http://www.powerhousemuseum.com/walkingthewall/2006/09/10/the-land-of-the-horse/

So anyway, Mongolia is probably the only country that still has a horse-based culture, even in the 21st century.  One herder, who was quoted in an article I found, said, "We Mongols respect horse as our companion of night and day.  The horse is the source of joy and pride of a Mongolian herder.  And we are nothing without our horses."

Sunday, February 9, 2014

HI, I'M TRISTAN!

I can't believe my sister Dorrie thinks she can just take over writing Piper's blog without even letting me help!  Maybe she got the idea that she's a better blogger because she knows more big words than I do, but that's silly.  I can make myself understood perfectly well.  I can bark louder and longer, for one thing, which annoys Mom.  She says my bark is shrill, but I can't help what kind of bark I was born with.  And why have a bark if you're not going to use it?  That's what I want to know.  I have to bark so that I can keep the house safe from the scary mailman and anybody else who comes around.  One time when we had some men here working outside, they called me "Killer," so they knew right away that I'm a very good guard dog.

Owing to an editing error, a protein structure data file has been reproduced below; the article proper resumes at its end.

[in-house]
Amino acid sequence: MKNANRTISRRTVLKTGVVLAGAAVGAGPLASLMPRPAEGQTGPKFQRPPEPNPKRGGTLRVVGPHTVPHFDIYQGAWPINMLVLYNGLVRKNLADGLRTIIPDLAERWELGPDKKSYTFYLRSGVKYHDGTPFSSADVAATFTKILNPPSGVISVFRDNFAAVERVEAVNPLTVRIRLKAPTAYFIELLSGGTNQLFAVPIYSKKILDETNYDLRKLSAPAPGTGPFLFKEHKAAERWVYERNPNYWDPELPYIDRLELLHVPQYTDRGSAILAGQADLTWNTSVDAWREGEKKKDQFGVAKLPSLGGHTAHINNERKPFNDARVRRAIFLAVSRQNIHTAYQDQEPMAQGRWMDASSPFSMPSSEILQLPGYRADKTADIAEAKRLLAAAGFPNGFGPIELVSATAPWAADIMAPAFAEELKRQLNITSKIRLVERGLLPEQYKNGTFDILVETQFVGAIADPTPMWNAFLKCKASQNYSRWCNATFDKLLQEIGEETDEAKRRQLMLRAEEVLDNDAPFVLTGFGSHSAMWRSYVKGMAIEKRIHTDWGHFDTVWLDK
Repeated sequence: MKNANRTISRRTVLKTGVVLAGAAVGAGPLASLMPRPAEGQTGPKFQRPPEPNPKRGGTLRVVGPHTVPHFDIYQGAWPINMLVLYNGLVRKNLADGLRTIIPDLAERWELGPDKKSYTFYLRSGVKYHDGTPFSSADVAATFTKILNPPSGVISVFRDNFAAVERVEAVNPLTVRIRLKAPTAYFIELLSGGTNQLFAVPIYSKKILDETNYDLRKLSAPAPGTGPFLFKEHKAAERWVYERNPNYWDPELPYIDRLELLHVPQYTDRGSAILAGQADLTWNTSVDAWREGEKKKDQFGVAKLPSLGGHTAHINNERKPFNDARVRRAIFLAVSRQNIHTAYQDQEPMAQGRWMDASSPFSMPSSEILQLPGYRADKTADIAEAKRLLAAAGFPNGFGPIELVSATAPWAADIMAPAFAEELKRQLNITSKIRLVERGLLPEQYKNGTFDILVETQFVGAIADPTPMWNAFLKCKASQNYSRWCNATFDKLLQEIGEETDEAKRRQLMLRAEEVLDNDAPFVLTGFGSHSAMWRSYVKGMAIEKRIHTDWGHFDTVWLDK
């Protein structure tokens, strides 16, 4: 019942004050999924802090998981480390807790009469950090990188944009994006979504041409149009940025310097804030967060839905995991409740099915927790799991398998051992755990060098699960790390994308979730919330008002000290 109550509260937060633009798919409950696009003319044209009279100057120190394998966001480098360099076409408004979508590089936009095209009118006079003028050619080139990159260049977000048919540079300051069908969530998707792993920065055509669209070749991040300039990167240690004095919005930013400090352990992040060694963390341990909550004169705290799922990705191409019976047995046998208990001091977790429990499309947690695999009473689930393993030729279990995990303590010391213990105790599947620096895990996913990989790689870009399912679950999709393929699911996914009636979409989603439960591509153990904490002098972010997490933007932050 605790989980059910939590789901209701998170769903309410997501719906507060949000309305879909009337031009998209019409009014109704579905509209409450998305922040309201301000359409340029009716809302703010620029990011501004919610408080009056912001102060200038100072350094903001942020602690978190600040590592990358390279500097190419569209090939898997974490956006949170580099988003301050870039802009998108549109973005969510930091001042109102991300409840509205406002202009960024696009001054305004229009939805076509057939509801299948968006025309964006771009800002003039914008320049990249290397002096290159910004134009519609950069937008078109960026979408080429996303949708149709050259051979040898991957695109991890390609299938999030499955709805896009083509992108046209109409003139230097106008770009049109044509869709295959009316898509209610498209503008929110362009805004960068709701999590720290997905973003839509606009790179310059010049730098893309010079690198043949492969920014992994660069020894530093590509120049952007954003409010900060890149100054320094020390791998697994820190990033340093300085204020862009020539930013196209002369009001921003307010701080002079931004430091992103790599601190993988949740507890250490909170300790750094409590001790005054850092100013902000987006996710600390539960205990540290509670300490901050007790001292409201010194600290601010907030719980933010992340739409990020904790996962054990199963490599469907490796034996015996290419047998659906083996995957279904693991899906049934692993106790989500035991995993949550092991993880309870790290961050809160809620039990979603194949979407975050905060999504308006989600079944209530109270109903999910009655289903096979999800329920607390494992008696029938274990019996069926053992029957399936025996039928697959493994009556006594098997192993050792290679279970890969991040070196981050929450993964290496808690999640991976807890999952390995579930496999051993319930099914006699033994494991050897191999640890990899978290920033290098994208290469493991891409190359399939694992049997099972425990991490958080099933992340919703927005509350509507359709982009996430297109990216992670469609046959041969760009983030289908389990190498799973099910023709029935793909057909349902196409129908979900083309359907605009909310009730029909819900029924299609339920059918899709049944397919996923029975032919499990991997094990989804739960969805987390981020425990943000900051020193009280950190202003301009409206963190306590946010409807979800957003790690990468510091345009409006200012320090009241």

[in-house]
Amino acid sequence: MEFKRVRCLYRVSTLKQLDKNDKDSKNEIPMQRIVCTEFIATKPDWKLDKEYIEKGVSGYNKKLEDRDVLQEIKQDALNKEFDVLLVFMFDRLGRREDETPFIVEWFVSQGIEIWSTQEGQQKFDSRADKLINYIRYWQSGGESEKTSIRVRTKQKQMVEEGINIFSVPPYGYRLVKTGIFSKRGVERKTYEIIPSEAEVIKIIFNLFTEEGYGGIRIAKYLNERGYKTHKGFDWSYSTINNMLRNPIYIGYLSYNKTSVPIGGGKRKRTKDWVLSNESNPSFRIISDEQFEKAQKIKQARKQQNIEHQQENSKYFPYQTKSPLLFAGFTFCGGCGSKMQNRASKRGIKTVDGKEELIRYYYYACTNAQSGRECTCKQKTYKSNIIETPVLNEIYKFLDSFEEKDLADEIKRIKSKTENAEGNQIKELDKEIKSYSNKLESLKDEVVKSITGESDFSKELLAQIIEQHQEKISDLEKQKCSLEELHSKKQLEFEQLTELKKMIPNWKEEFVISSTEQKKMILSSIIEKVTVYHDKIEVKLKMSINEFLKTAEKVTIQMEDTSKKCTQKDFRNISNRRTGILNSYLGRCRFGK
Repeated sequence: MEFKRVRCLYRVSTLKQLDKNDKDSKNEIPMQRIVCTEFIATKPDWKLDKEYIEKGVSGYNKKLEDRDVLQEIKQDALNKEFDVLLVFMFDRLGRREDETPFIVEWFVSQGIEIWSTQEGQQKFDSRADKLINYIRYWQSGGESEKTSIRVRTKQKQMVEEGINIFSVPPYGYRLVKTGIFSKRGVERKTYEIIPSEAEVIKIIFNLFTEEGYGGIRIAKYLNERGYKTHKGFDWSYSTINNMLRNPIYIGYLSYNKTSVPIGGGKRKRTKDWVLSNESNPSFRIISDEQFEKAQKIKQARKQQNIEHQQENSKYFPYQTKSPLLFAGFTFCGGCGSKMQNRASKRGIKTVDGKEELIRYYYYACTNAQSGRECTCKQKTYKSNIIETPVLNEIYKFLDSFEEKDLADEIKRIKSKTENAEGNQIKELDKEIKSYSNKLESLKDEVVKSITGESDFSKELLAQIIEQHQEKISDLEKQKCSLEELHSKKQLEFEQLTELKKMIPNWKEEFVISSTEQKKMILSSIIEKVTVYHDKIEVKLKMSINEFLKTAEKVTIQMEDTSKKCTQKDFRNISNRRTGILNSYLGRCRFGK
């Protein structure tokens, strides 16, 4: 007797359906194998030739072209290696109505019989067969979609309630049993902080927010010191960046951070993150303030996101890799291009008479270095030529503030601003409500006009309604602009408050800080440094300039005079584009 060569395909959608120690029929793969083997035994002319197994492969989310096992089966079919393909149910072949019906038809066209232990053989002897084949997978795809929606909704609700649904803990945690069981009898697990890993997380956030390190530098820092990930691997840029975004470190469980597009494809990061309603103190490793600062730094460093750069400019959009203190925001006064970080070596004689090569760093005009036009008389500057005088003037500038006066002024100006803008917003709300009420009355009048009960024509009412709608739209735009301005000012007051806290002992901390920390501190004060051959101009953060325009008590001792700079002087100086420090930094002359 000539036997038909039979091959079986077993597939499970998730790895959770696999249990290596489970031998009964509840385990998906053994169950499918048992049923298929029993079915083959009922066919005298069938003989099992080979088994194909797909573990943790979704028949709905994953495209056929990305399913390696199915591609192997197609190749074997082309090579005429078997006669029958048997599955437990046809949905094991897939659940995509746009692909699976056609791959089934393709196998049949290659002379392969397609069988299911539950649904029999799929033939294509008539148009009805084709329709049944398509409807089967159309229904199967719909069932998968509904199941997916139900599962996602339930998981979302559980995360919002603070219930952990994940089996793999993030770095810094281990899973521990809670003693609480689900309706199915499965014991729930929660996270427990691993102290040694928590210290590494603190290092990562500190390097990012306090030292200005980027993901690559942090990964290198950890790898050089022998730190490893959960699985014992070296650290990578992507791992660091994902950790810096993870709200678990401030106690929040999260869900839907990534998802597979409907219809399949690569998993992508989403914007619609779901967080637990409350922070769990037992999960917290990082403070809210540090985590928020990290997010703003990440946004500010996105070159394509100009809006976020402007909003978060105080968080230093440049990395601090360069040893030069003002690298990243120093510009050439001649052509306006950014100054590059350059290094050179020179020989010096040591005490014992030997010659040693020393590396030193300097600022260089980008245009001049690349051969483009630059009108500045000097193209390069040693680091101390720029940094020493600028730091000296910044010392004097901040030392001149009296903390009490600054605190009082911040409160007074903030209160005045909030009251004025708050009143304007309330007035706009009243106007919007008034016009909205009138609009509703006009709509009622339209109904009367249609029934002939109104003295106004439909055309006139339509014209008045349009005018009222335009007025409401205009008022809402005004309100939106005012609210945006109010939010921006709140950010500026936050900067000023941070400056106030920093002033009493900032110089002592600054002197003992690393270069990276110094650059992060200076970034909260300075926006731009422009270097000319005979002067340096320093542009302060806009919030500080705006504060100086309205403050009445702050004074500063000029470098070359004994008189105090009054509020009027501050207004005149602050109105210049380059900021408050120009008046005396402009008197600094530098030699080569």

Okay, and another reason I should get to write in the blog is because I am really smart and clever.  You don't have to know big words to figure out how to do things.  For example, I figured out how to open the kitchen cabinet door to the place where the trash is.  The trash smells really good, and it is full of fun things to rip apart and play with.  Here's a picture of me getting into the trash basket.

Mom bought me a little blue shirt that says,
"Cutest in the Family."  Which is what I am!

If I open the door and pull on the trash bag enough, then one of the cats can jump in there and bring out all sorts of fun goodies that we can all play with.  I've decided that it's handy to have cats in the family, just for this very reason.  For example, Anderson is very good at getting into all sorts of trouble and into places where he's not supposed to be.  And so is Latifa.

Well, that's enough about how clever I am.  Now I will tell you the story of my life, which is very interesting, at least in my opinion.  I started out in a place called Garden City, Kansas.  I don't know how it happened, but I was kind of roaming around in the street, and I couldn't find my way home.  So some people called Animal Control picked me up and they stuck me in a cage.  Then some people from a group called LL Dog Rescue came and got me.  I had to ride in a car for a long, long way.  Then I was in Kansas City, which is where I still live now.

Here's me with Mom and my foster dad Jack.

Next I went to live in a foster home, and my foster dad's name is Jack.  He's an artist at Hallmark Cards, which is the same place Mom used to work, but she and my foster dad didn't know each other back then.  So anyway, I lived with Daddy Jack and some other chihuahuas.  I had to go to the veterinarian and get shots and also a little bit of "boy" surgery.